1999th bride - Chapter 7
Dear Diary. Oh my gosh! An unbelievable thing happened. That person replied. Could potato bread be that good?
It wasn’t just a reply. wick
There were also frozen gifts. It’s a bit vague whether it’s actually mine or not, but it’s only the two of us living in this house, right?
If he didn’t buy it for himself, it would be mine. Yes, diary. My husband seemed to know that I was living here. What is the excitement? I am writing this diary with the ink and pen I received as a gift. At this point, I hope I can be proud of my cooking. Ah! After all, it’s exciting, so I’m going to go out and chop some firewood today. I’ll go Your exciting friend, Melissa Rostein.
Melissa looked at the turquoise ink with delight, and dried her diary in the sun. It’s not black ink, it’s cyan. In addition, because it contains pearls, the shimmer looks different depending on the angle. Melissa carefully closed the lid of the inkwell and stood up and rolled up the sleeves of her dress. Today is a perfect spring day. It’s the season when you don’t really need firewood, but why not cut it down a bit?
You could even make a thick stew by igniting the overflowing firewood! “Uh-huh.” Melissa hummed for nothing and pushed the front door open vigorously. It goes without saying, but today, my husband is not at home. that
The woman, enjoying her freedom, went out to the back yard and picked up the iron ax she had seen beforehand. Anyone who sees it would say that he was from aristocrats and wondered how on earth he knew how to do such a thing. Cooking, chopping wood, and even sweeping and mopping the house. It was because Melissa was a girl from a poor family with an aristocratic name alone. It was also because he became an orphan who would not put bread in her mouth unless she did something for herself . When I was young, there was one old maid who seemed to be able to make a living, but she died along with her parents in a carriage accident. Melissa was the only survivor there, and her uncle, who had the title of Baron Rostain, gave her a minimum of dignity. He didn’t even gave me any money.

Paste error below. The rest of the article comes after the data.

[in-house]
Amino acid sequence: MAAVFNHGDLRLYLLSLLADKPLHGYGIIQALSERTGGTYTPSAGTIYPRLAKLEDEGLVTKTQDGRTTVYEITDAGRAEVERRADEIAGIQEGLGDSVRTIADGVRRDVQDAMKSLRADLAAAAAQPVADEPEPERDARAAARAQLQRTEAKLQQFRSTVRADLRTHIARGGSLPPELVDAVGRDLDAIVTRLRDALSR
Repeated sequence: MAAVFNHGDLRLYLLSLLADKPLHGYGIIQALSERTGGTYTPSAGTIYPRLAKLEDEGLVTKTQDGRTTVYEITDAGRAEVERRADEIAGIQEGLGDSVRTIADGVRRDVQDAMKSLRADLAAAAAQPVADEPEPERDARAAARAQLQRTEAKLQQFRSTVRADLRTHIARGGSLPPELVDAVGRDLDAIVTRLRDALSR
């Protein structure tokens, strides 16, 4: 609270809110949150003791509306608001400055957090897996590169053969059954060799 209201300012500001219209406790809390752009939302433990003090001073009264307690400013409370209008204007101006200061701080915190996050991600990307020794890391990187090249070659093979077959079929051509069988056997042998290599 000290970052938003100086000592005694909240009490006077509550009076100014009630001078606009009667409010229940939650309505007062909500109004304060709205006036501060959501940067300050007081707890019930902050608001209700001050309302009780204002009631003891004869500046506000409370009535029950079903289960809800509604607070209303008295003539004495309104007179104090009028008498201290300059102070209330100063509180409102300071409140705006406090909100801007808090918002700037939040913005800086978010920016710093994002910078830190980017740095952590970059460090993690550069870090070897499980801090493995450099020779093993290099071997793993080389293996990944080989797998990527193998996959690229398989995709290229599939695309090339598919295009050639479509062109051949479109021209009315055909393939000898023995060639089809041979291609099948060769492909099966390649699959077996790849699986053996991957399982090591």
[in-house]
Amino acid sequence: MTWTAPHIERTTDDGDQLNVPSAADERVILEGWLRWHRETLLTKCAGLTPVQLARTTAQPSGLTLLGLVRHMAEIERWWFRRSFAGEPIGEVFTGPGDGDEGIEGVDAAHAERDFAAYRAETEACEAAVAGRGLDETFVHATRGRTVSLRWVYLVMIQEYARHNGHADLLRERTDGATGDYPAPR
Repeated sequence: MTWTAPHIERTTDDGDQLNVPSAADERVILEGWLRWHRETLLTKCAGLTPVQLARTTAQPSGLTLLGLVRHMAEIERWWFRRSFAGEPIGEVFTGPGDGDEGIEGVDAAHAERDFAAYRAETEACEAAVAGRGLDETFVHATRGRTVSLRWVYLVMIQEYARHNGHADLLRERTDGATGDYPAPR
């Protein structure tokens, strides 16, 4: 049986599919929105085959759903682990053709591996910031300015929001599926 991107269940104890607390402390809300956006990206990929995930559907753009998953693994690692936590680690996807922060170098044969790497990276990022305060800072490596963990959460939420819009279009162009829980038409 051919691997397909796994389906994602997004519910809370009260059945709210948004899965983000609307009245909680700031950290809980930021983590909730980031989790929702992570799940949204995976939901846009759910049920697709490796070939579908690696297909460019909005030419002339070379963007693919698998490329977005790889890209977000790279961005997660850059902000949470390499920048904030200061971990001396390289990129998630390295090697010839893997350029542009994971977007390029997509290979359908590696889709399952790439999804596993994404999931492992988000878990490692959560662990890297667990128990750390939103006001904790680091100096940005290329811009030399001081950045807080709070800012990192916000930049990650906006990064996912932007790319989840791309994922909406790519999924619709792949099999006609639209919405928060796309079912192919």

I decided to forget the fact itself and lived like a commoner. That was until her uncle, who came to her as soon as she turned 20 and became an adult, suddenly arranged for her to marry a count who was more than 50 years older than her. “Damn it.” puck. “Uncle bastard.” puck!
“Do you think I’ll be back?” Puff!!! With each sentence she uttered, Melissa lit her firewood with emotion. Looking at the tree splitting coolly, she felt relieved
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